Elorza’s reparations head fake is telling.

Although families and individuals who can show a direct link to harm by a specific government entity should, of course, have recourse, the idea that a city, state, or country should broadly atone for the sins of the people who used to live there is wrong-headed even in concept — more so in a churning, dynamic country like the United States, which coheres through principle, not identity.  When Democrat Providence Mayor Jorge Elorza pursued the subject of “reparations” for his city, therefore, it seemed politically cynical, at best, and deliberately divisive, at worst.

So, it is probably a good thing that the whole effort is exposed as a massive head-fake, now that he’s no longer running for office:

A new report suggests ways Providence, Rhode Island, can atone for its extensive ties to the transatlantic slave trade and centuries of racism and discrimination by, among other things, establishing home repair funds, launching financial literacy programs and boosting aid to Black and Indigenous organizations.

The report, issued Monday by the Providence Municipal Reparations Commission, notably doesn’t recommend giving out direct payments to Black and Native American residents, as some had called for.

If the idea is programs, rather than restitution for a specific harm done, then the recommendations only amplify the racist immorality at the heart of the effort.  Under this definition, restitution involves compensating people for hardship they face presumably as a consequence of past injustice.  At the same time, it means not helping disadvantaged people who can’t check a politically beneficial box on a list of grievances.  The government would be helping people whose ancestors may have suffered for an identifiable reason by giving them advantages over their peers who may have gotten to their own challenging circumstances by a different historical route.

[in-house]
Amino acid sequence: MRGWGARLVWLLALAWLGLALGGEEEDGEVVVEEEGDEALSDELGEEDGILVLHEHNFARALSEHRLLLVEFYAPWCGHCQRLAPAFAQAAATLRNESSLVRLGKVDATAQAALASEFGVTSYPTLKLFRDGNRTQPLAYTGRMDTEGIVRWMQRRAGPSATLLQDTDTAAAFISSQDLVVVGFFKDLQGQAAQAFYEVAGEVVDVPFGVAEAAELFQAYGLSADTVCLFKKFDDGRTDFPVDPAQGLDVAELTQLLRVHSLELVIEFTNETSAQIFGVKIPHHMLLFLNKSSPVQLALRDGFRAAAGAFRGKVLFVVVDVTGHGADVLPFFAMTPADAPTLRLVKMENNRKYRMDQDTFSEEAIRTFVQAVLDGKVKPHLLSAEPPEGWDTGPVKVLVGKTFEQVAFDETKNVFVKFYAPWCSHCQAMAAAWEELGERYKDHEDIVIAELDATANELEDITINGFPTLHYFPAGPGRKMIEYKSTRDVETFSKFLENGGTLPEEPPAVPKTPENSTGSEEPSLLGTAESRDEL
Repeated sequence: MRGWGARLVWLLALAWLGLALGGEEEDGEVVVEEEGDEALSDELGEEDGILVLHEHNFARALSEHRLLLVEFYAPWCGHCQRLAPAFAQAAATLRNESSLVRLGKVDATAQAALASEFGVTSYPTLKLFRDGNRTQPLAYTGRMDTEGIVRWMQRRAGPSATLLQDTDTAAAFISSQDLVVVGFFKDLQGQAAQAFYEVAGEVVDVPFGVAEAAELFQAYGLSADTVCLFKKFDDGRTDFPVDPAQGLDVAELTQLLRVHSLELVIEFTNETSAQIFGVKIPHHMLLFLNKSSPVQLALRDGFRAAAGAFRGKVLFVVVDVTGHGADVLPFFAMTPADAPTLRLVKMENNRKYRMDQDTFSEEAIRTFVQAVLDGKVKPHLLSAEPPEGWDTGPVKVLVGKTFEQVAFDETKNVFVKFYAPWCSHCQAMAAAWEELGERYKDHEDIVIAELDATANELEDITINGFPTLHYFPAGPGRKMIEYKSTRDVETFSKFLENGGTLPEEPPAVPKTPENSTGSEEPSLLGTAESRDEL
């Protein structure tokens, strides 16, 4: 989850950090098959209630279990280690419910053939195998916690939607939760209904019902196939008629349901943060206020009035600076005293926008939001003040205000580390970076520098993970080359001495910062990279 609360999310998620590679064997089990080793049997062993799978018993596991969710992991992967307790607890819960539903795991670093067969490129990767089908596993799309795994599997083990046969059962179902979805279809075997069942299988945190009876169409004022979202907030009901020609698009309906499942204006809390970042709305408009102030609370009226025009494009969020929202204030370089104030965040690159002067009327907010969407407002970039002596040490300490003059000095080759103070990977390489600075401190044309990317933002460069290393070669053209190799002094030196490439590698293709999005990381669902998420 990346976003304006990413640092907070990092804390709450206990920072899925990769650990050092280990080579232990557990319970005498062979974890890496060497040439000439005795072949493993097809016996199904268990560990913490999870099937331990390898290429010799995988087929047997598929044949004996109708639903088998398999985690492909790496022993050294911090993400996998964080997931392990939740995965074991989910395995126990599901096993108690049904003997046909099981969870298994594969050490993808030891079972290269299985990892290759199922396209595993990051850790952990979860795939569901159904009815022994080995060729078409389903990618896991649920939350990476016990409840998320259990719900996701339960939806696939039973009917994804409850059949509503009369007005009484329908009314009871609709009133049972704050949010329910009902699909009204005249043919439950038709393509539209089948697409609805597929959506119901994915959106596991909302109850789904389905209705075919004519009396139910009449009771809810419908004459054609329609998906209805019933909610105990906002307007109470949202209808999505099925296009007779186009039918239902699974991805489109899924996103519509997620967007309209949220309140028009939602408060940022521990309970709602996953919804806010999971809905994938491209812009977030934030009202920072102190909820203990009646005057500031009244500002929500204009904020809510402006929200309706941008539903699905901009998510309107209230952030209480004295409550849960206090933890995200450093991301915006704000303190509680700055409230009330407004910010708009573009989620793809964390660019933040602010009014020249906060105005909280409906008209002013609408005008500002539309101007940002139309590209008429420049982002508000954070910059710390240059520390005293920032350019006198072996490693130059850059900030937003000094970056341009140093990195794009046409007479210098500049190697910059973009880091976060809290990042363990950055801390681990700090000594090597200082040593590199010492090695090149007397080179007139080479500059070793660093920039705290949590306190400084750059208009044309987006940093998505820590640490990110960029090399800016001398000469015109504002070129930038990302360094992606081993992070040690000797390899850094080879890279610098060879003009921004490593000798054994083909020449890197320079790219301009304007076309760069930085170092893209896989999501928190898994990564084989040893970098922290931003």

That is wrong on its face.

Perhaps recognizing this, the Providence Municipal Reparations Commission’s recommended beneficiaries are incredibly broad:

The report recommends limiting eligibility for reparations-related efforts to those with Indigenous heritage or ancestors originating from sub-Saharan Africa, residents of neighborhoods disproportionately impacted by the pandemic, and low income households earning less than 50% of the area median income.

So, the program would help anybody who is disadvantaged for income or (assumed) pandemic reasons and to give it the aura of a “reparations program,” it would also help people who are not disadvantaged (or not as disadvantaged) if they have a particular ethnic heritage.  At what point will progressives have an “aha” moment that it simply won’t work to dabble in racism in the now to correct racism in the past?

 

Featured image by Maick Maciel on Unsplash.

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Rhett Hardwick
Rhett Hardwick
1 month ago

Whenever I hear of reparations, I am compelled to think of the 350,000 union soldiers who died in the war to end slavery. I never hear a word about reparations for their families and descendants.

Tom Letourneau
Tom Letourneau
1 month ago

May I point out that one of the families involved in the Slave Trade, and became Millionaires, are the Browns of the Bleeding Heart, Radically Leftist, Brown University…”Whom Pay The City No Taxes”!

May I suggest where funds for reparations should start from!!!

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